Frequently asked questions

Landgate’s Innovation Program was the result of internal discussions around how the agency could improve its services while capitalising on in-house experience and expertise.

The agency currently commits one million dollars per annum toward business-making and value-saving ideas that are posted on an internal online forum. Ideas on the forum are discussed and developed by an innovation team which comprises around twelve members of staff from throughout the agency.

The innovation team then decides which ideas are progressed as formal projects and which ideas need further development or closing down. To date, the program has funded over 135 projects with over 200,000 hits being registered on the internal forum.

The program is powered by four key words: Create, Collaborate, Communicate and Celebrate. In a nutshell, this means empowering staff to go beyond their duties and be inspired to create new and innovative solutions in an open, transparent and collaborative way.

The ingredient for innovation at Landgate has been simple. You need some staff to ‘champion’ the cause of innovation and you need a place where people can interact with one another in designing innovative solutions for your business.

Many in-house projects that have been championed by the Landgate Innovation Program did not require actual funding. Having a well-placed champion on your innovation team can make things happen and can help facilitate ideas from inception to delivery.

No. Landgate is not the expert or authority on innovation and it would be best to tailor your own solution to suit your own needs. Landgate would be more than happy to help you with some of the principles and lessons we have learned along the way but a best-fit innovation program should be specifically
suited to your own organisation.

Managerial support is required to help develop an innovation program get off the ground and be successful. A good way to showcase innovation is to share stories about what other agencies or companies are doing in the innovation space.

Most people get pretty excited by technological and innovative solutions and we’re always looking for new ways to provide better services. Innovation is one key way to ensure a change for the better.

The Innovation Program works inside government protocol and within all of the relevant guidelines and policies.

The program employs each of the necessary means for reporting, transparency and accountability; ensuring each of the funding decisions made by the program are justified. The program regularly reports to the Corporate Executive and Board of Management and any substantial decisions still require the support
of the executive.

When starting up, the program submitted a governance document to the executive which outlined each of the key reporting mechanisms, funding thresholds and processes for approval.

Yes. Internal Audit has assessed each of the key aspects of the program, including policies, processes and procedures, reporting and the means of approval. Audit has given the program a clean bill of health.

Similarly, a number of external innovation consultants have assessed the program and have found the innovation program to be one of the most interesting and progressive models of innovation in government.

Yes. Landgate has twice received national recognition for its innovation achievements. In July 2018, Landgate was awarded the AFR’s 19th Most Innovative Company and the number 1 Government agency in Australia and New Zealand. This achievement surpassed the 22nd place ranking Landgate received in the 2016 AFR awards. You can read more about the awards online.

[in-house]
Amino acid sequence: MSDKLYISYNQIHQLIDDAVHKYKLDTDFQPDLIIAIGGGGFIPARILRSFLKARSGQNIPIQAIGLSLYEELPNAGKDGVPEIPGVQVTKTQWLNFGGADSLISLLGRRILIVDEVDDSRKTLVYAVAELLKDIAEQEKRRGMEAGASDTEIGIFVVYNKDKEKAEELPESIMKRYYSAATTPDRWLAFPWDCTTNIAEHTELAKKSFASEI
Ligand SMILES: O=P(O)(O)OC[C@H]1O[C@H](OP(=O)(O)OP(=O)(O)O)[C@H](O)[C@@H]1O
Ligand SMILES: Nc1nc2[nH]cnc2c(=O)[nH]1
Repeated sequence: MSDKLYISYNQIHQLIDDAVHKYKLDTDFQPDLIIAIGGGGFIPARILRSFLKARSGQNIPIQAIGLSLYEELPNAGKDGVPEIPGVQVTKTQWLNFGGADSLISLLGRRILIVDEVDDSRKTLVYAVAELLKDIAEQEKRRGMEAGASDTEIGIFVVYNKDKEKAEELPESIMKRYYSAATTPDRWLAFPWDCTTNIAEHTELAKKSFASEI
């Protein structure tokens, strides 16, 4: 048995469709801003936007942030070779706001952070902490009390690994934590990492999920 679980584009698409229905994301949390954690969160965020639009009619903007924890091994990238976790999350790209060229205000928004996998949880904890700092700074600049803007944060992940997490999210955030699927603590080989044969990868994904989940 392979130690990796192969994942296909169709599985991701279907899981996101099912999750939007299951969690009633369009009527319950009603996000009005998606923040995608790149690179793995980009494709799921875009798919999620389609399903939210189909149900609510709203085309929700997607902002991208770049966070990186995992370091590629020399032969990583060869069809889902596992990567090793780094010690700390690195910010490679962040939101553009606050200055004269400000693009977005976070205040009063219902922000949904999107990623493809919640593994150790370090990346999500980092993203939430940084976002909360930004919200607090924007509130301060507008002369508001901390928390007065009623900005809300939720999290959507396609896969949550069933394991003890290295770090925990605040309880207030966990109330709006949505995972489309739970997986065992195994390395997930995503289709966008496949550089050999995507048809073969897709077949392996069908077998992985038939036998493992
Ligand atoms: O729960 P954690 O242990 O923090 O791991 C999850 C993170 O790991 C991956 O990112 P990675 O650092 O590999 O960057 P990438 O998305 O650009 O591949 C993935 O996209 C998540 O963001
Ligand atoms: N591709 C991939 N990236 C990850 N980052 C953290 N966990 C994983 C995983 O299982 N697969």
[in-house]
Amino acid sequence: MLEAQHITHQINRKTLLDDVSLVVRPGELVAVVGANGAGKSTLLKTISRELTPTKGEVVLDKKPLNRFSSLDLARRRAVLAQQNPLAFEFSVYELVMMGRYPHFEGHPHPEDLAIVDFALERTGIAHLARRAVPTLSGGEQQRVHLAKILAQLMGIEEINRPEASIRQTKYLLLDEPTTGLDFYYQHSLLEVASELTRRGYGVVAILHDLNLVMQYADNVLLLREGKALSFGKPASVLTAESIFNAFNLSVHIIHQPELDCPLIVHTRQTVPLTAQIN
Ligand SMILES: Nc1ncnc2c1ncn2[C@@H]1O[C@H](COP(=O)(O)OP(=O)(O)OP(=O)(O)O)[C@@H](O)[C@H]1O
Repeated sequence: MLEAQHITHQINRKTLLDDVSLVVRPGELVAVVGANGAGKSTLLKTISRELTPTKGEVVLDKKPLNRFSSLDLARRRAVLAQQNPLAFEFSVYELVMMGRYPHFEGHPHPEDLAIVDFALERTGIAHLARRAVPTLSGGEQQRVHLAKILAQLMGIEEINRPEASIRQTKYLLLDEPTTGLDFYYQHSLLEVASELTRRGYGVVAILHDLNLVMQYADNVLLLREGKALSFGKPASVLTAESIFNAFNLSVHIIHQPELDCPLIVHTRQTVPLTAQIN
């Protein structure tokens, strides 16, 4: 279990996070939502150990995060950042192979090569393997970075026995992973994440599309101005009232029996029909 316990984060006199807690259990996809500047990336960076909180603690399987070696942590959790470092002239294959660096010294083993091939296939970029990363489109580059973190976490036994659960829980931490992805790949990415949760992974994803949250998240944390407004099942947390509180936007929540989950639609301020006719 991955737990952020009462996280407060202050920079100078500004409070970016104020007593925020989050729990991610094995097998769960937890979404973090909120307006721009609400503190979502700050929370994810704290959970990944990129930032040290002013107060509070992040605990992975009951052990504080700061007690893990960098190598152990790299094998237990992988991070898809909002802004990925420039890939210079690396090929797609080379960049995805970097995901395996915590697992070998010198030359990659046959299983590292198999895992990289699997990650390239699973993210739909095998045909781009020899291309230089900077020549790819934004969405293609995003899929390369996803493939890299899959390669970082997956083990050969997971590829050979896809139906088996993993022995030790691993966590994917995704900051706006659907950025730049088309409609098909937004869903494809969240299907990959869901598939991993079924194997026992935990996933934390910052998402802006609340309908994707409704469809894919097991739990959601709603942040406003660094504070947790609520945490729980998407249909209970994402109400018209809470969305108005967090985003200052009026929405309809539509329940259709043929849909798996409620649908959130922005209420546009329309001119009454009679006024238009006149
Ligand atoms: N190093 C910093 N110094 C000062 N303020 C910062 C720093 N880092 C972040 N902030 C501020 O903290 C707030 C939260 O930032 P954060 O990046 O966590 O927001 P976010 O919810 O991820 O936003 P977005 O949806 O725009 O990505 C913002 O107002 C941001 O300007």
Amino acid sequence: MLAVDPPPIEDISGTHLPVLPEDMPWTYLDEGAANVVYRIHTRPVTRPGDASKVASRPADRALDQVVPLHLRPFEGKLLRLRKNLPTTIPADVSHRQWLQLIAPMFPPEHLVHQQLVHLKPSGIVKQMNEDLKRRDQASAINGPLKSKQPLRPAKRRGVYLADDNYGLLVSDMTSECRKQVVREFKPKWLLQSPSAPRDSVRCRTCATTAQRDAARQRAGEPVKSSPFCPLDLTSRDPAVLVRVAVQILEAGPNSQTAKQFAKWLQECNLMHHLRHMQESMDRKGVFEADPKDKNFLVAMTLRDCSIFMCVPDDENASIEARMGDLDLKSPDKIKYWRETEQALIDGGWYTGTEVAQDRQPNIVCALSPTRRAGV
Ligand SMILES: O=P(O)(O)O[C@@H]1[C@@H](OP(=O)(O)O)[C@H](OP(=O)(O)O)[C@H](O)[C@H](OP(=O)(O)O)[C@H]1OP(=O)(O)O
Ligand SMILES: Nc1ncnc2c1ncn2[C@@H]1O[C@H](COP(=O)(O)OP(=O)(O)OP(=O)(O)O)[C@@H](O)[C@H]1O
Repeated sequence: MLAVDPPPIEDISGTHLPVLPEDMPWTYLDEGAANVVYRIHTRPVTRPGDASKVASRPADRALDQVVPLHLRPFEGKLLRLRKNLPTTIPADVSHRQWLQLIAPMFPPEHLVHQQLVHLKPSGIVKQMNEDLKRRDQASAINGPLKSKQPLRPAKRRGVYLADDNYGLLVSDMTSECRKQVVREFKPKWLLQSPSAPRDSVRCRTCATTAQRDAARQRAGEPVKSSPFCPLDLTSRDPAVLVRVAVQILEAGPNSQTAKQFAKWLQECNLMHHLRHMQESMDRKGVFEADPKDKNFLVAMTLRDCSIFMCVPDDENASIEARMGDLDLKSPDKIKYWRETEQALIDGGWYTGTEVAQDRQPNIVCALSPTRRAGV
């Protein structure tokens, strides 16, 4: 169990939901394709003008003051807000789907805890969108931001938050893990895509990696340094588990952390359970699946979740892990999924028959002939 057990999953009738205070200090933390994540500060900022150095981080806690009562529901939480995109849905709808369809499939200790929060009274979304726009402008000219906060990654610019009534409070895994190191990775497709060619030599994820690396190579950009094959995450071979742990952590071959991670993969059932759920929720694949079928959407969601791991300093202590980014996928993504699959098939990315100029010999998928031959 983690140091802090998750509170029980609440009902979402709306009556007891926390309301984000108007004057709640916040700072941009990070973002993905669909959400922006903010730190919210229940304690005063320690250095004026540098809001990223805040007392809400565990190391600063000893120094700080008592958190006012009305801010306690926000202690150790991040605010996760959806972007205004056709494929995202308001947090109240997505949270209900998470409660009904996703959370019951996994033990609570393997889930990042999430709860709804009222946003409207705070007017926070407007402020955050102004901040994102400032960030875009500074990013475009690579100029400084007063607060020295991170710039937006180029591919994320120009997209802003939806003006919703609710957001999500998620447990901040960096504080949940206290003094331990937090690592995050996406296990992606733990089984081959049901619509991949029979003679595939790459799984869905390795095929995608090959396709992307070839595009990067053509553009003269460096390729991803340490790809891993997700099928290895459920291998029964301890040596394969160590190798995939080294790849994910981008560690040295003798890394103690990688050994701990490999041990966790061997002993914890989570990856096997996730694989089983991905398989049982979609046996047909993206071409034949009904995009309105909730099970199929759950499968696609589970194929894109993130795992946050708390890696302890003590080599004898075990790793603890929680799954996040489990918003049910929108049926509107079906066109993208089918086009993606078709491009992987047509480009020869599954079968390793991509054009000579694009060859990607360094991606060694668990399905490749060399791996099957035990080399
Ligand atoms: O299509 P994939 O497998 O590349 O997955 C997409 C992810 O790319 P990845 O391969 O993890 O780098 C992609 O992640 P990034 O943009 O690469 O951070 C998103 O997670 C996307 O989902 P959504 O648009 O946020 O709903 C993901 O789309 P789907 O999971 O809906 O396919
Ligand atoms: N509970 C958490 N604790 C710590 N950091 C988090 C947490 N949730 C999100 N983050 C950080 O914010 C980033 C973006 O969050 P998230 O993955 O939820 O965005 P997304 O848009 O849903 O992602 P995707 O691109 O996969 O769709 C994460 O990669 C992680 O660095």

Landgate’s innovation program and several innovation projects have been finalists at the Premier’s Awards. The agency has also been asked to present its program at several forums and sits on the Western Australian Public Sector innovation committee.

In 2017, the world-renowned Princeton University invited Landgate to present the Landgate innovation story to its prestigious 'Innovation for Successful Societies' program of the Woodrow Wilson School of Public and International Affairs in the United States. The invitation followed a                           target="_blank">case study produced by Princeton researcher Maya Gainer, which details Landgate’s innovation journey from its inception in 2007 to the innovative and dynamic business we are today.

Innovation is listed as a key competency for staff interested in joining the agency and noted on each employee’s Job Description Form. All staff is encouraged to use 5% of their time for innovation.

Retaining staff interest means providing ownership back to staff and giving them the opportunity to express their views and ideas on new products, services and in-house efficiencies. Demonstrating that ideas are valued, discussing these ideas, further developing them and communicating the implementation,
encourages staff to provide ideas as they see this program as an avenue to implement change.

The Innovation Program is not only about developing new products and services and rolling out in-house efficiencies but is also about enabling industry.

Many of the projects that have been funded through innovation are required to report back to the innovation team at regular intervals. This will often include a traffic light report tracking the budget and schedule and whether there have been any delays.

Some projects are closed before they reach their conclusion as the best possible cost benefits outcome cannot be seen. In these cases, a “lessons learned” are captured on the Innovation Outcomes Canvas so that the agency does not make the same mistake again.

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